New research on tracking the location of smart phone users by monitoring power consumption:
#powerspy takes advantage of the fact that a phone’s cellular transmissions use more power to reach a given cell tower the farther it travels from that tower, or when obstacles like buildings or mountains block its #signal. That correlation between #battery use and variables like environmental conditions and cell tower distance is strong enough that momentary power drains like a phone conversation or the use of another power-hungry app can be filtered out, Michalevsky says.
One of the machine-learning tricks the researchers used to detect that “noise” is a focus on longer-term trends in the phone’s power use rather than those than last just a few seconds or minutes. “A sufficiently long power measurement (several minutes) enables the learning algorithm to ‘see’ through the noise,” the researchers write. “We show that measuring the phone’s aggregate power consumption over time completely reveals the phone’s location and #movement.”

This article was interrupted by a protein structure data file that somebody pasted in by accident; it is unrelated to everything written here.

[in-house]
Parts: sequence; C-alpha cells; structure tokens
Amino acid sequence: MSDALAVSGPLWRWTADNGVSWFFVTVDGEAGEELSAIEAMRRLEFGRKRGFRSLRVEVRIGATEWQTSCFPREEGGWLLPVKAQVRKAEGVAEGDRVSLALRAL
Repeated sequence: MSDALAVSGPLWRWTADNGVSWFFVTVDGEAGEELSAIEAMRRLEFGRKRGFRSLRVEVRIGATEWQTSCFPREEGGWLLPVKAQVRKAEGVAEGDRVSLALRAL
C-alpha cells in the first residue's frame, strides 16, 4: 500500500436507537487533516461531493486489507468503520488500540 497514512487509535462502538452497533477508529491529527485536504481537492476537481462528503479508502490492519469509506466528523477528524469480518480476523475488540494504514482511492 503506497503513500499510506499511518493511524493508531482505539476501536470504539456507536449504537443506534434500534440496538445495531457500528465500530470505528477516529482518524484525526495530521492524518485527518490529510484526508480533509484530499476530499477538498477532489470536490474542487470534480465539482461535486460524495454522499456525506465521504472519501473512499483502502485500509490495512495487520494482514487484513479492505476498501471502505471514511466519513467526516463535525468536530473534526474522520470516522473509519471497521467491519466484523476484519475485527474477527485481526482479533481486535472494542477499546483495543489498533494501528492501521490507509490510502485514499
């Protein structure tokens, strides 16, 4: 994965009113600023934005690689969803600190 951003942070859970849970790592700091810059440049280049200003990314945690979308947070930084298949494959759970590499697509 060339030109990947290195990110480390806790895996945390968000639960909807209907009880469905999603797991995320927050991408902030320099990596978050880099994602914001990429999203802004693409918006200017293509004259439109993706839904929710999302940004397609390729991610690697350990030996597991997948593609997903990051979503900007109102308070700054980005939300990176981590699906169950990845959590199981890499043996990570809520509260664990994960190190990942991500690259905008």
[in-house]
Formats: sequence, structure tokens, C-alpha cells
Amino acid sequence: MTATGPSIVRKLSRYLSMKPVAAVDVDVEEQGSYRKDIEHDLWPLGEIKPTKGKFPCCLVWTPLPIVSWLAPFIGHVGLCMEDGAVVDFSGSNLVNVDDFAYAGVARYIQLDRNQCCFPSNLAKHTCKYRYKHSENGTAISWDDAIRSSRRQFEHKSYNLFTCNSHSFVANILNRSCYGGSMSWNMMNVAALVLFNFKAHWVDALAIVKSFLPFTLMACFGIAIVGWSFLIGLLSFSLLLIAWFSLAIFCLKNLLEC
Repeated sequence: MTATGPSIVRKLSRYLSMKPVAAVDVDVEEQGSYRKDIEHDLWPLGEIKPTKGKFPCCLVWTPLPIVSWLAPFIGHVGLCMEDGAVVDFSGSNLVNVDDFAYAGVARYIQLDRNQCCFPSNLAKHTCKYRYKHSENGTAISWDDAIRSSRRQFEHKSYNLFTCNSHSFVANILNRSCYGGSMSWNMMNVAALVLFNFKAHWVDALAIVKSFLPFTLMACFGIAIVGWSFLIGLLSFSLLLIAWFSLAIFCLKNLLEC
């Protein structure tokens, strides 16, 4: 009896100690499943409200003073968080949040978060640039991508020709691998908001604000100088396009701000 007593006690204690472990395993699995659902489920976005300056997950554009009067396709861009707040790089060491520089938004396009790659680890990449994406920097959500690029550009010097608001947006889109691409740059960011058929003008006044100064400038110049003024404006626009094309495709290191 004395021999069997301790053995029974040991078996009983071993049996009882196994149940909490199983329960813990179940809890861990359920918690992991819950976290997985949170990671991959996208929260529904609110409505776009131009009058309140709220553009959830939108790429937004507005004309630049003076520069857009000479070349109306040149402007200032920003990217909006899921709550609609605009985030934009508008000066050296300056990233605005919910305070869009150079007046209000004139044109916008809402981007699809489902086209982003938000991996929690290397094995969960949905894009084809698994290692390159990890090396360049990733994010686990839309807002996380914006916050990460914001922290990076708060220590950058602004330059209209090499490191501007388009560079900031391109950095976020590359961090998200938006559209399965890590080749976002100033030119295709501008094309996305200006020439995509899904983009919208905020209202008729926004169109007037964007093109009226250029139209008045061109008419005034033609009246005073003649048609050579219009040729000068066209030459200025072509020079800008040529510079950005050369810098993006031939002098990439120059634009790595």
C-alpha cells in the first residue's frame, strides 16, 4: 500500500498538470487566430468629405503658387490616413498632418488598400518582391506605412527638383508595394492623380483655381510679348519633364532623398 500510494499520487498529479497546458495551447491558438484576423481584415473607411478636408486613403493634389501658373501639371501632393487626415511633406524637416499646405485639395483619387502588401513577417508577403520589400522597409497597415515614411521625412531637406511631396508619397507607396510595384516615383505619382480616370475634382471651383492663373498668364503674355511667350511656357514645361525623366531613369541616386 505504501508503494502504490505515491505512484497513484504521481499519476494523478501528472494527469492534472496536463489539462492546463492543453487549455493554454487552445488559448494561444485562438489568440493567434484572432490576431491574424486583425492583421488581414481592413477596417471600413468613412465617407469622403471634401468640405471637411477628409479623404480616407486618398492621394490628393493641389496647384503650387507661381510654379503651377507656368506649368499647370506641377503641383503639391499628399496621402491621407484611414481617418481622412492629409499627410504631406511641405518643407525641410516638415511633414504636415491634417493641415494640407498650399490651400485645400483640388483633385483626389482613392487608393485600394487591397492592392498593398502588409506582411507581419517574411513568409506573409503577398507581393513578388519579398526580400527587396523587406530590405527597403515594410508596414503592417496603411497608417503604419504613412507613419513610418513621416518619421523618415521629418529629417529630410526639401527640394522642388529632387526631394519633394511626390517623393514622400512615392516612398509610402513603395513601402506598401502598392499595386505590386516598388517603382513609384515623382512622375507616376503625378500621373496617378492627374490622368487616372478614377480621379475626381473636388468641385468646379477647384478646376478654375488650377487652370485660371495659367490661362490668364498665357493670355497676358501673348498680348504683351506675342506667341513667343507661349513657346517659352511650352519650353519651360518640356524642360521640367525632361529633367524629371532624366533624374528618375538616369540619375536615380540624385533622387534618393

Even so, PowerSpy has a major limitation: It requires that the snooper pre-measure how a phone’s power use behaves as it travels along defined routes. This means you can’t snoop on a place you or a cohort has never been, as you need to have actually walked or driven along the route your subject’s phone takes in order to draw any location conclusions.
I’m not sure how practical this is, but it’s certainly interesting.
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